Few things are more terrifying than having to re-enter the workforce as a newly-divorced woman who has been a stay-at-home mom for years. Your skills are outdated, your confidence is shaky, and your wardrobe is pathetic! Oh, and you also still have to find a way to take care of your kids while you look for, and eventually hold down, a full time job.
As scary as it is to even think of getting a job, the truth is that going back to work after divorce could be the best thing that ever happened to you.
Of course, if you are getting alimony from your ex, you may be tempted to believe that you don’t need to go back to work after divorce. If your financial needs are being met, even for a few years, why worry, right?
Unless you happened to have divorced a multi-millionaire who left half of his estate to you and is paying you permanent alimony in the high six figures, your financial future will never be totally secure as long as you depend on someone else to provide for you. Period.
8 reasons why going back to work after divorce makes sense.
1. Permanent alimony may not be as “permanent” as you think. Your ex could lose his job, get sick, become disabled, or retire. All of these life changes could hamper your ex’s ability to pay you maintenance the way the divorce judgment requires. If any of these things happen, your ex could go back to court and ask to modify the support he is paying you. If the judge allows the modification, you could be in a world of hurt.
2. Your ex could just stop paying you. Sure, he will be in contempt of court. So what? People do it all the time. True, most people do what they are supposed to do. But if your ex decides to quit his job and stop paying you support, you could have real financial problems. Even if he is held in contempt, and even if you do manage to get paid someday, unless you have a “Plan B” for paying your bills, you could be facing a mountain of debt by the time all is said and done.
3. If your ex dies, your support ends. I hate to be morbid, but these things happen. Unless your ex died with a big life insurance policy naming you as the beneficiary, you could find yourself in real financial trouble if your support gets unexpectedly (and permanently) cut off. (If your ex does have a life insurance policy, make sure you periodically get proof that the policy is still in force!)
4. The longer you stay out of the work force, the harder it will be to get a job. The“hole” in your resume only gets bigger as time goes on. You also get older, which does not tend to help your job prospects very much. (I know. Sorry.)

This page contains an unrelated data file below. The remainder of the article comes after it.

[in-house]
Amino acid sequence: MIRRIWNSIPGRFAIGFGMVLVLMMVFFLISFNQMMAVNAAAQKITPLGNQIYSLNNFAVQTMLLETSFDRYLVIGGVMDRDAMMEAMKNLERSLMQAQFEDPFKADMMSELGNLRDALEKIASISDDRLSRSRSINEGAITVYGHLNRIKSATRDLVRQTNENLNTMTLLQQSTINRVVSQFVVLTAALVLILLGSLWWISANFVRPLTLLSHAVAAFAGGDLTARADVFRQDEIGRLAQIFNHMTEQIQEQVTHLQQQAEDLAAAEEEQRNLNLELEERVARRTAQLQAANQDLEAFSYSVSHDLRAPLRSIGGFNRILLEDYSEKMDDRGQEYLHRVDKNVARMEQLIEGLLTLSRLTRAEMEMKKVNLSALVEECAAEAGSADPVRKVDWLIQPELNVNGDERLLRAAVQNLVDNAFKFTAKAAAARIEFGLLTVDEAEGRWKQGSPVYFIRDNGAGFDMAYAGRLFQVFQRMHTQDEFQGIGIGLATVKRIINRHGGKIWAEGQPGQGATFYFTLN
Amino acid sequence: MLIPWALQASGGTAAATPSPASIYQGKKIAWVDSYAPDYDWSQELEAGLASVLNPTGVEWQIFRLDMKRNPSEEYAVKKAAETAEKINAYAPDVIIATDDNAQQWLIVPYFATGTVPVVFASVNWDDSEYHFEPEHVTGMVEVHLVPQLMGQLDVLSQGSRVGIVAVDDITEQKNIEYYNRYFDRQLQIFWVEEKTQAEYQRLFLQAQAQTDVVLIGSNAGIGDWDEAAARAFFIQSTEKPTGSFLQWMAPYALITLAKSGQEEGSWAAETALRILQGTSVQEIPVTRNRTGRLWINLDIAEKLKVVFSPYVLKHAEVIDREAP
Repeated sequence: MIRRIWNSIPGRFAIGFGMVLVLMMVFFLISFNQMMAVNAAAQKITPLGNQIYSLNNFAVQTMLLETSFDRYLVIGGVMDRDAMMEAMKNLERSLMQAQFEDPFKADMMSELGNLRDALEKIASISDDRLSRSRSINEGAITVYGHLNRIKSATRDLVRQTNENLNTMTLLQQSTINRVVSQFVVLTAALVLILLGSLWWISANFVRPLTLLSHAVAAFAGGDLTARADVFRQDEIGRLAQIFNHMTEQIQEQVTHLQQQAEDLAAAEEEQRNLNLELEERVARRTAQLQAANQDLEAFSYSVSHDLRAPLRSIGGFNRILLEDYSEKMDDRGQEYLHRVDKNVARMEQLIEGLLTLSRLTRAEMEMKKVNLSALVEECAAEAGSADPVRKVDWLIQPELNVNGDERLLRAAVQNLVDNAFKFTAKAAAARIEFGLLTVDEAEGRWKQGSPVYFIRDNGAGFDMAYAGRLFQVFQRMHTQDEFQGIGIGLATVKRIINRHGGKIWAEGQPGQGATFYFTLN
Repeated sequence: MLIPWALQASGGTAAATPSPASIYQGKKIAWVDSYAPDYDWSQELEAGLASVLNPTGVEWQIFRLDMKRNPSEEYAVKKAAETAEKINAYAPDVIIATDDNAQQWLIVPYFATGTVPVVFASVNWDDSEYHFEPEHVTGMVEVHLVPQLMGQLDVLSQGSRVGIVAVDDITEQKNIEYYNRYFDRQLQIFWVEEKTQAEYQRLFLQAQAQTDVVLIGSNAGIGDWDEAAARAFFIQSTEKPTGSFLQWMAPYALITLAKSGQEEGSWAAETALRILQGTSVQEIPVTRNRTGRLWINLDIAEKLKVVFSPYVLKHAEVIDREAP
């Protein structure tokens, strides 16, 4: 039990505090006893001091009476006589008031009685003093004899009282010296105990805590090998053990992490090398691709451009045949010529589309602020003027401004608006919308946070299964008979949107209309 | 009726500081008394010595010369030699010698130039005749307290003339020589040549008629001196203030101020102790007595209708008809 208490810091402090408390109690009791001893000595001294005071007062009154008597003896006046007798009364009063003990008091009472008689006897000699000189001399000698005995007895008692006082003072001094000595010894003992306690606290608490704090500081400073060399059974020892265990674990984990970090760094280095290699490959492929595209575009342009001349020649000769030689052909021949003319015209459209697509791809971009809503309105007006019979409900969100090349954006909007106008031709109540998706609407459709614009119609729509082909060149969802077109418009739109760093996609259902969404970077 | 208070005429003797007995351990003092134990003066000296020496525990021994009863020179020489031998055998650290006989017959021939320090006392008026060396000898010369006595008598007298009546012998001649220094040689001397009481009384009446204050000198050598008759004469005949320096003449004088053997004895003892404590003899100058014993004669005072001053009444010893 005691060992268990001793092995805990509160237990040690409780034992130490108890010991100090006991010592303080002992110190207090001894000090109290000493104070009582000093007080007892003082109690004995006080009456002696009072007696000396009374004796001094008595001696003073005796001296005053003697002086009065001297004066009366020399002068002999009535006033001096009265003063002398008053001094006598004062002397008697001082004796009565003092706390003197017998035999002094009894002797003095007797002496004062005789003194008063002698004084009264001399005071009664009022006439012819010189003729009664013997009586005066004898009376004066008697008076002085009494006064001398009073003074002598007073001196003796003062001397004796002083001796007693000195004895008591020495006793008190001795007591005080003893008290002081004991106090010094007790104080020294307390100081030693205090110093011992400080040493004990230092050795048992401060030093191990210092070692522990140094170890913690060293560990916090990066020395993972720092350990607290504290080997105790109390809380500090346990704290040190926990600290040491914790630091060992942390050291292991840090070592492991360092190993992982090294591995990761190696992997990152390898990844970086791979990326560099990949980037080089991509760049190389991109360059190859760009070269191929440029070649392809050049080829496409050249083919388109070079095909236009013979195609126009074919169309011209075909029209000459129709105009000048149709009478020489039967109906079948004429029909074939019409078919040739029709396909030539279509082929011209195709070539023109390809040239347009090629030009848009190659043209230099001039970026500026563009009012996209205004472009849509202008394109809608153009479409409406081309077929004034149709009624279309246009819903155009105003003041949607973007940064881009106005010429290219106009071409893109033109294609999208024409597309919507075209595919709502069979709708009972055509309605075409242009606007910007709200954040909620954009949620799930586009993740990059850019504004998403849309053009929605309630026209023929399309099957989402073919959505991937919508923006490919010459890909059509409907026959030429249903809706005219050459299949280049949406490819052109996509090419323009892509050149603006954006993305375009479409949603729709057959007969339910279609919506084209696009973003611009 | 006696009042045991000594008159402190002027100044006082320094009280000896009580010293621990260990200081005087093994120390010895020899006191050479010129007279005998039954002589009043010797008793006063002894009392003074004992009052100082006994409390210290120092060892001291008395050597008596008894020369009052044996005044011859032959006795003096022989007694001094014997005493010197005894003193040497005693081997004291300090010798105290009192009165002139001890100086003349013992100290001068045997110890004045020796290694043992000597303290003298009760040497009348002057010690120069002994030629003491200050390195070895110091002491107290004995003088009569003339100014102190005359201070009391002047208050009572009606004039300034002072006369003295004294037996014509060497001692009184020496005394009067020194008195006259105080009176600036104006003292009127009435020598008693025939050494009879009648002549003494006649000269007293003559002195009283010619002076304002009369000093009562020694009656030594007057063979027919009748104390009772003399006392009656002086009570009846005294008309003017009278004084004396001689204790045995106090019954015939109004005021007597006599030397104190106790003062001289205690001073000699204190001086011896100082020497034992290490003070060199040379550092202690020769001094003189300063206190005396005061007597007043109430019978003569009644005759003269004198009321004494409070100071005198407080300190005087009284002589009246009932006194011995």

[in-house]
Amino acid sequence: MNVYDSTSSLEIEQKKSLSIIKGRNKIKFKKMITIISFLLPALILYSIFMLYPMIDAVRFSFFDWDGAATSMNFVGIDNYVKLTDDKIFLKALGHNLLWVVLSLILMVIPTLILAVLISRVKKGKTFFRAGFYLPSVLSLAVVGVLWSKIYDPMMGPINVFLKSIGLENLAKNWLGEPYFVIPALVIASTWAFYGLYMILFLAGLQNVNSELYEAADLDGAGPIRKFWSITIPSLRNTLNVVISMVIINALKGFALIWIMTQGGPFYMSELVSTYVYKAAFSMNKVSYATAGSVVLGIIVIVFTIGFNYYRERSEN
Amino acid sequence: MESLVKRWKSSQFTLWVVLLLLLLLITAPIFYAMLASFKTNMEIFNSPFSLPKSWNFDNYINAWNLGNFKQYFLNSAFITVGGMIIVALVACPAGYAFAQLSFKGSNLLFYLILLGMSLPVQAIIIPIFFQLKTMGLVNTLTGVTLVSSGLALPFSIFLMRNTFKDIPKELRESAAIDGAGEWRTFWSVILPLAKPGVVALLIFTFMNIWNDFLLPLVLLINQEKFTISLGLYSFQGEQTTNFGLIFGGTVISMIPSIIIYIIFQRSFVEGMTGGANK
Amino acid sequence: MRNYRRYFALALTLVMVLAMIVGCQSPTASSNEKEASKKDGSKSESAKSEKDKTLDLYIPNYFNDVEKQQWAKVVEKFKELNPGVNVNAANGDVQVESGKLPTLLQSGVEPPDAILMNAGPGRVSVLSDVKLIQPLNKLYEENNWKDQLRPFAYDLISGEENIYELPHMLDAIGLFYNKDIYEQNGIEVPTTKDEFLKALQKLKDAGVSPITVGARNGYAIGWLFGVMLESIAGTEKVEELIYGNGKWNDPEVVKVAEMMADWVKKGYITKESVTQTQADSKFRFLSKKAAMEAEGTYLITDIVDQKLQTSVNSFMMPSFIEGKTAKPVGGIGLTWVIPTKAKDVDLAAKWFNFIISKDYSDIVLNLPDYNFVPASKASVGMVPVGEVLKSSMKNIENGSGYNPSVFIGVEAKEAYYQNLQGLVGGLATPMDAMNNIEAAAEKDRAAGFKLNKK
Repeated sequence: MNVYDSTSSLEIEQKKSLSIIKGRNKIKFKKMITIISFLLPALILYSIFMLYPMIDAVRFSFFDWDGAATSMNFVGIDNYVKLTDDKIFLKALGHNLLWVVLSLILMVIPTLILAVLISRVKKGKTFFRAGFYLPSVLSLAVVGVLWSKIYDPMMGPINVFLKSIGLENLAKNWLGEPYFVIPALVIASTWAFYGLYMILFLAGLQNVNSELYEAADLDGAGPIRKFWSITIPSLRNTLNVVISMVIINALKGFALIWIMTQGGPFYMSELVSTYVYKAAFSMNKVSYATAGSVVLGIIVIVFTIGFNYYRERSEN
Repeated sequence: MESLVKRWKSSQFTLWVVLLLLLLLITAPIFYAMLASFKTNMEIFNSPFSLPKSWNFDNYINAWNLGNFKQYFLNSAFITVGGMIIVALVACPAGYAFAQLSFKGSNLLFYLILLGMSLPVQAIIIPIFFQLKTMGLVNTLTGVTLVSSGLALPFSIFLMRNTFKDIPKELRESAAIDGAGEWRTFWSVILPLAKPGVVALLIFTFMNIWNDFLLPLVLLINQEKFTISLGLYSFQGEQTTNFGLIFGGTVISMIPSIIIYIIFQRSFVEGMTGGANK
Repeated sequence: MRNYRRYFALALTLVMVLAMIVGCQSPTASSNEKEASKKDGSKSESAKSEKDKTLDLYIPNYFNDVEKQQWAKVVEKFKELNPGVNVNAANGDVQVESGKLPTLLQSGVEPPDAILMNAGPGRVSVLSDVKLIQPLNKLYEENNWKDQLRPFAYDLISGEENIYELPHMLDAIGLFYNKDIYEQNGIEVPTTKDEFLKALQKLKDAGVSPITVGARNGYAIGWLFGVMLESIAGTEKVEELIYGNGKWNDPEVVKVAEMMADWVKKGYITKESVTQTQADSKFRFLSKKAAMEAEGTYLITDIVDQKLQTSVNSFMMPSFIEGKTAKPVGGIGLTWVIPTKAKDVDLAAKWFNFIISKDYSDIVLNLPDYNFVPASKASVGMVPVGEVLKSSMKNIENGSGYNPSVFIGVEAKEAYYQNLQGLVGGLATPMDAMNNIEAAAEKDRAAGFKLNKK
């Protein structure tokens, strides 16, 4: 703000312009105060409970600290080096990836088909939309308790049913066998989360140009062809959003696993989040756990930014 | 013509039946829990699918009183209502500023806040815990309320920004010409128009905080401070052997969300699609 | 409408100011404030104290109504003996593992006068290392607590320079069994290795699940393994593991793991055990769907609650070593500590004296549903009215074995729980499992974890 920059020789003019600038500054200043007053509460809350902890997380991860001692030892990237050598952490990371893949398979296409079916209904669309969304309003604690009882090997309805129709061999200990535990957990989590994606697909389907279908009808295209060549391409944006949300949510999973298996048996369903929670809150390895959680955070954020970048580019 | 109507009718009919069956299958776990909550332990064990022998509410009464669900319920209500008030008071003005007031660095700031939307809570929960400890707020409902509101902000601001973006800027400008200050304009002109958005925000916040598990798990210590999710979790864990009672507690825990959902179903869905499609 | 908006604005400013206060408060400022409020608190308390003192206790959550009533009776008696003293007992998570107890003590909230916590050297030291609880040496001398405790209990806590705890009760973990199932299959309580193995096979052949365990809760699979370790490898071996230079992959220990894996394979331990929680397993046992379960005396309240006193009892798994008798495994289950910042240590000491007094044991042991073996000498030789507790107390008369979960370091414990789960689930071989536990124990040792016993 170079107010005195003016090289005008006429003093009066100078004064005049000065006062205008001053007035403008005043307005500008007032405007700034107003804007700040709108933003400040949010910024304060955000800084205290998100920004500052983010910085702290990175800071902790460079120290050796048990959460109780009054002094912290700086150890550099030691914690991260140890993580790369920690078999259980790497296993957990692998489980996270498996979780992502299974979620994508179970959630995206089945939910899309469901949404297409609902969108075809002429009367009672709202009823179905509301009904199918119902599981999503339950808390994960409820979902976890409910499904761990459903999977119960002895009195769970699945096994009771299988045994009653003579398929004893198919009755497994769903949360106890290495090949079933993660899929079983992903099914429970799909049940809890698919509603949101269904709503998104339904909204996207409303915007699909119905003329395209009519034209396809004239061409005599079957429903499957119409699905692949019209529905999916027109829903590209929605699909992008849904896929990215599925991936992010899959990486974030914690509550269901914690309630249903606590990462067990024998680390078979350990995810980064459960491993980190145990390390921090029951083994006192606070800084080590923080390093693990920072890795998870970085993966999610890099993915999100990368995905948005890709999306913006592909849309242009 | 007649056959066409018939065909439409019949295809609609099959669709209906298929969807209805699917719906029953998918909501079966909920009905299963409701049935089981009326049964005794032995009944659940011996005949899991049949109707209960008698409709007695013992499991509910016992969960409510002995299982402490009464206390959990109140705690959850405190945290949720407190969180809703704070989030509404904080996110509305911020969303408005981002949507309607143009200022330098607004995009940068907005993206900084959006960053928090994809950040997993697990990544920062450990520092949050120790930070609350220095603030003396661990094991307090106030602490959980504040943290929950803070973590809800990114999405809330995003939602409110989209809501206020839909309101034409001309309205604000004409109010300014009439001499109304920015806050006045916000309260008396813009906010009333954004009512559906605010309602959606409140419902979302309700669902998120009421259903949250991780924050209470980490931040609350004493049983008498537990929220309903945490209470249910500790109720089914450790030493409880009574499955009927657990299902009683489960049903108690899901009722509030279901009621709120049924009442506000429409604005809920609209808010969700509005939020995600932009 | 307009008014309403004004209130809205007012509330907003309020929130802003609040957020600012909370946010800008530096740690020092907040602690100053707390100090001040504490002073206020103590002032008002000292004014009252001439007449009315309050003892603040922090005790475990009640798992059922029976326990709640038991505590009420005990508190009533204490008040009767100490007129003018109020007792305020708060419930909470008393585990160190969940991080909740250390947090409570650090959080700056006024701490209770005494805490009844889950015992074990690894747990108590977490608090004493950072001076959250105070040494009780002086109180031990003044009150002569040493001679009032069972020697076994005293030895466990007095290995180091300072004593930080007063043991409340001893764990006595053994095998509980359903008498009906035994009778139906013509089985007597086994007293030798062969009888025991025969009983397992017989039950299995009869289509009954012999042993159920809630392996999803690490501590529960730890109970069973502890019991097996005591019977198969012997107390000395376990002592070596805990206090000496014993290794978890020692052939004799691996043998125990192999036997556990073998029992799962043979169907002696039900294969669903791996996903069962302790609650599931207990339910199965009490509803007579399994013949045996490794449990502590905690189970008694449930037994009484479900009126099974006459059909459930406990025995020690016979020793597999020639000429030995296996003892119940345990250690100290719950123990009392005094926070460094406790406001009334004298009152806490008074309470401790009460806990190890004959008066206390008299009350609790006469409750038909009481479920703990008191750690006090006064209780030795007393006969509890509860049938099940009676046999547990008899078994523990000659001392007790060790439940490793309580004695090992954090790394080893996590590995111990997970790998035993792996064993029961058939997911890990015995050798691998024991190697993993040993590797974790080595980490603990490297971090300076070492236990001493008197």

5. Paying for your own health insurance is expensive. Getting health insurance through an employer-sponsored plan is way cheaper than paying for an individual policy or getting your health insurance through COBRA (COBRA allows you to get health insurance through your ex’s employer at the group insurance rate … which is still usually more expensive than an individual policy!)
6. Getting a job can give you the chance to build a nest egg. Even if you can pay all of your bills with what your ex is giving you in support, what happens if the roof leaks? What happens when your kids need braces? What happens when you need money for some large, unexpected expense that your alimony payments won’t cover? Earning “extra” money at a job allows you to save for a rainy day.
7. Getting a job can help you build your retirement account. Very few women get enough alimony to pay all of their bills, take care of the kids, and save money for their retirement, too. Earning your own income not only gives you money you can save for retirement, but if your employer has a 401(k) matching program, your can build your retirement account even faster!
8. Getting a job helps you rebuild your confidence and self-esteem. Getting a job, as scary as it is, will help you expand your skills, and fortify your confidence. Forcing yourself to face your fears and learn new things may be petrifying, but it will give you a sense of accomplishment that staying home just can’t provide.
Going back to work after divorce may never have been in your plans. Actually, getting divorced probably wasn’t in your plans. But, now that your plans have changed (whether you wanted them to or not) embrace the opportunity that life has presented to you.
This may not be where you ever wanted to be, but going back to work after divorce may put you in a more wonderful, secure, and confident place than you could have ever imagined.
Karen Covy, Esq.
Karen Covy is a family law attorney, mediator, advisor, and the author of When Happily Ever After Ends: How to Survive Your Divorce Emotionally, Financially, and Legally.
Karen started her legal career as a trial lawyer almost 30 years ago, and with decades of experience seeing how the court system works, is now firmly committed to helping people resolve their disputes outside of the court system as much as possible.
As a divorce lawyer and educator, Karen helps people understand the divorce process, and their options, so that they can make the choices that are best for themselves and their families. She blogs regularly at karencovy.com and contributes to blogsondivorce.com.
Karen has been a guest on WLS TV and has frequently appeared on radio talk shows, including WGN Radio, and Your Time on Kim Iverson.
Karen graduated from Western Michigan University and the University of Notre Dame Law School. To find out more about Karen’s background and credentials, visit karencovy.com.